Lovely essay by Professor Michael Lewis about Frederick Law Olmsted, designer of New York City’s Central Park.

Olmsted’s work is so lovely and unassailable that one is surprised to realize how unoriginal it was. His entire repertoire of motifs—pleasing juxtapositions of trees and meadows, serpentine paths that hug the contours of the land, rustic bridges and pavilions, sudden passages of rugged terrain and ravines—was thoroughly conventional. So too were his aesthetic values, which might be summarized as variety, contrast, and surprise. These were the principles of the picturesque, which erupted onto the scene suddenly in eighteenth-century England and with worldwide consequences. They were already old long before Olmsted’s birth. Whatever his achievement was, and it was spectacular, it did not consist in the invention of a new approach to landscape. What then, exactly, did Olmsted do?

If the basic American understanding of land was the unsentimental utilitarianism of a colonial mercantile society, there was also a latent residue of idealism. This was the legacy of the religious refugees of the seventeenth and eighteenth centuries whose town planning was saturated with biblical ideas of a perfect ordered society. Olmsted himself was a product of New England Puritanism in its final manifestation, having been born just as its Calvinist core was dissolving into Transcendentalism and releasing its moral energies into American political and social life. Had Olmsted never existed, someone else surely would have applied the moral force of this ethic to landscape design, making parks the vehicle of social reform. But it is inconceivable that anyone else would have had the same deep cistern of human sympathy to drawn on. It was a cistern patiently filled during walks in England, ramblings through the South, urgent work for the Sanitary Commission, and all the other restless divagations that make up the career of Frederick Law Olmsted.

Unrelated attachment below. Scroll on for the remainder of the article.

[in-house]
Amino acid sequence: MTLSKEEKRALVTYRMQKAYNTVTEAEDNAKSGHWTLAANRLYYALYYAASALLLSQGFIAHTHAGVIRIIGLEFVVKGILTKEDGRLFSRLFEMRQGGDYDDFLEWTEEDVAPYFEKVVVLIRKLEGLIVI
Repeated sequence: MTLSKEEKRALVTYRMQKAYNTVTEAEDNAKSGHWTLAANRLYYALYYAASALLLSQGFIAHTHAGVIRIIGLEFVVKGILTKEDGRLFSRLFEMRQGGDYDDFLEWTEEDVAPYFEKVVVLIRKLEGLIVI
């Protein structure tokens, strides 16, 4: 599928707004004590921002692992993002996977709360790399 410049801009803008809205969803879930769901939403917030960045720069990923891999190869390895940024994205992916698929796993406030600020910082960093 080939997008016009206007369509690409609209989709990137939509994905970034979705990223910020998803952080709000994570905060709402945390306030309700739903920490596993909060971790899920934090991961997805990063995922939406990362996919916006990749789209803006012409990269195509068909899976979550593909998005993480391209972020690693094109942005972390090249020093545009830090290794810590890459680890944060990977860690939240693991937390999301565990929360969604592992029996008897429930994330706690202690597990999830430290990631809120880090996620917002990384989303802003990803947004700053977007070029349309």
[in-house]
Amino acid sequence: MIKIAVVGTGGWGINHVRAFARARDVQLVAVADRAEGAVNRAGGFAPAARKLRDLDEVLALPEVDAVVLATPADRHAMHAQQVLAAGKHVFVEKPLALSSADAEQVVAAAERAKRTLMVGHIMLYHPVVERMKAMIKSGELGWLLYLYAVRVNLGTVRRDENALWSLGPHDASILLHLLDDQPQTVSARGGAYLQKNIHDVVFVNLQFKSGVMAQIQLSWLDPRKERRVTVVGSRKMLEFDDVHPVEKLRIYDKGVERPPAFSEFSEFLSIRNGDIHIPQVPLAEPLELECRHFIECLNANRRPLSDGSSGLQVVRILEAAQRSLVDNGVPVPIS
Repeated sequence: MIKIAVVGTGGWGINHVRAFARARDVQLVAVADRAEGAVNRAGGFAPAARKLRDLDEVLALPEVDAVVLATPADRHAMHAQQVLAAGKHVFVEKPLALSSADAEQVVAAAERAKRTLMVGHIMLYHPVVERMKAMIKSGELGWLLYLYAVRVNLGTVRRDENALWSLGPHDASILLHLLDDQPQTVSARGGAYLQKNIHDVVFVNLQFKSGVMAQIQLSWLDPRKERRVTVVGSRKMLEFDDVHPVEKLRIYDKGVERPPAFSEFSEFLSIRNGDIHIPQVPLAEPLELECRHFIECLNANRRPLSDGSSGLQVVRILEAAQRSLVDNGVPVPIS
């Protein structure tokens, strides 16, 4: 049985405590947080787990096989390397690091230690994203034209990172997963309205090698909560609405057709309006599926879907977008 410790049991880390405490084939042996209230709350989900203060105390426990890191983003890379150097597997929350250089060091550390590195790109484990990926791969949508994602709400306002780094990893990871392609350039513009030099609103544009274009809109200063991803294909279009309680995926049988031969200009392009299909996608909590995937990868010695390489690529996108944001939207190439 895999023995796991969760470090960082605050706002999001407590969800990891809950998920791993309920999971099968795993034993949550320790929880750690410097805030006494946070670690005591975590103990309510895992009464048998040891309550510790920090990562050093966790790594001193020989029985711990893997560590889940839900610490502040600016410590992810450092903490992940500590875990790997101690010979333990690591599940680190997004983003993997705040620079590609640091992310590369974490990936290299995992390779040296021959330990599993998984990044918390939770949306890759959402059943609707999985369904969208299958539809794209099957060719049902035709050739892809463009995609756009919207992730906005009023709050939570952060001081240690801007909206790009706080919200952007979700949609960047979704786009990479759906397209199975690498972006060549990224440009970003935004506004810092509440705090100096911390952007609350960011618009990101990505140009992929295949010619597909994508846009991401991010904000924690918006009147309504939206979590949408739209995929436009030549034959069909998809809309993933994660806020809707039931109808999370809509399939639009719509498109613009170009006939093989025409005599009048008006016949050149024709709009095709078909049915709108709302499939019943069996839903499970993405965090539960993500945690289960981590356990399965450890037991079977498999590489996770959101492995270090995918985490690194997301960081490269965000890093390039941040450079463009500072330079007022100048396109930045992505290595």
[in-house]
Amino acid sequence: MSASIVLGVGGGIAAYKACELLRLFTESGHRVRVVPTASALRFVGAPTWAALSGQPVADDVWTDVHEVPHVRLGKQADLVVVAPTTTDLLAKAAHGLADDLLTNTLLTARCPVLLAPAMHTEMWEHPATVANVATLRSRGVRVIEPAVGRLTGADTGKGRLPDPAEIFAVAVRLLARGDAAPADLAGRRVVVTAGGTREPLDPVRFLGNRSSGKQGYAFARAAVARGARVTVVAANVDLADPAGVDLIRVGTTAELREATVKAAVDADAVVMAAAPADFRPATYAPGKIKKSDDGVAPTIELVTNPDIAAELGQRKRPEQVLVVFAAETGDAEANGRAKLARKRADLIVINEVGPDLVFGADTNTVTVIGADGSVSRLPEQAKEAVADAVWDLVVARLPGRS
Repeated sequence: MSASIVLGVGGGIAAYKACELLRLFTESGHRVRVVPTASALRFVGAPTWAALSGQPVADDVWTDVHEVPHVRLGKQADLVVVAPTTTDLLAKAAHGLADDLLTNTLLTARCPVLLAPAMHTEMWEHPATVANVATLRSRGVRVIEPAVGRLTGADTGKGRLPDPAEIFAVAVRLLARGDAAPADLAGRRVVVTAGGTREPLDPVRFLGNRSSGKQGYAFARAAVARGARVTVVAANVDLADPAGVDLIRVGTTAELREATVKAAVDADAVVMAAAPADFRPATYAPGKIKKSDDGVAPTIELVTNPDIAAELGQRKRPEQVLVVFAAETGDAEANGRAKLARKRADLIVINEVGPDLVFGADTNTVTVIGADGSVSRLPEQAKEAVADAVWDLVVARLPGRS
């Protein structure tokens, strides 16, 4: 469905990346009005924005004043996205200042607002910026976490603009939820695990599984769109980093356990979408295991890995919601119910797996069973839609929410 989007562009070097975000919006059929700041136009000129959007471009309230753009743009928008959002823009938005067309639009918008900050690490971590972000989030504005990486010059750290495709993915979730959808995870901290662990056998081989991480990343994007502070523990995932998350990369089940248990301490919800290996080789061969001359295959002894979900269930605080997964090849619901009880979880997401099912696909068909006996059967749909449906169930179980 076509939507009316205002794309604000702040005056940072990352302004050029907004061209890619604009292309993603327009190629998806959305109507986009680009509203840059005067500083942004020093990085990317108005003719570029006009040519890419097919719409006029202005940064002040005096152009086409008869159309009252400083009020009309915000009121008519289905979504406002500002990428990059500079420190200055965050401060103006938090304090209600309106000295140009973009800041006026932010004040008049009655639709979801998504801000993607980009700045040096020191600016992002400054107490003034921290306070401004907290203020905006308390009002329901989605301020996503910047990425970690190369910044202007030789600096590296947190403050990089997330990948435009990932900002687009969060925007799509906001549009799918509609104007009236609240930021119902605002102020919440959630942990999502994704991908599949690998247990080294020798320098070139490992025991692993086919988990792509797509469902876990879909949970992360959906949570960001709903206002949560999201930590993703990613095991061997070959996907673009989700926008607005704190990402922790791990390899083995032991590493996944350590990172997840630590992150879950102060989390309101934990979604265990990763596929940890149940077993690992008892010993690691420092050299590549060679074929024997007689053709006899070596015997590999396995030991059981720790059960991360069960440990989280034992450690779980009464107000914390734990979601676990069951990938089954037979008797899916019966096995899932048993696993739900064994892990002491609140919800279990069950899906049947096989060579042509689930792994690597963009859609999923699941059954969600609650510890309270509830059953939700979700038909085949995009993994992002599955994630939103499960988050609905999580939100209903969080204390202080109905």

Read the whole thing.

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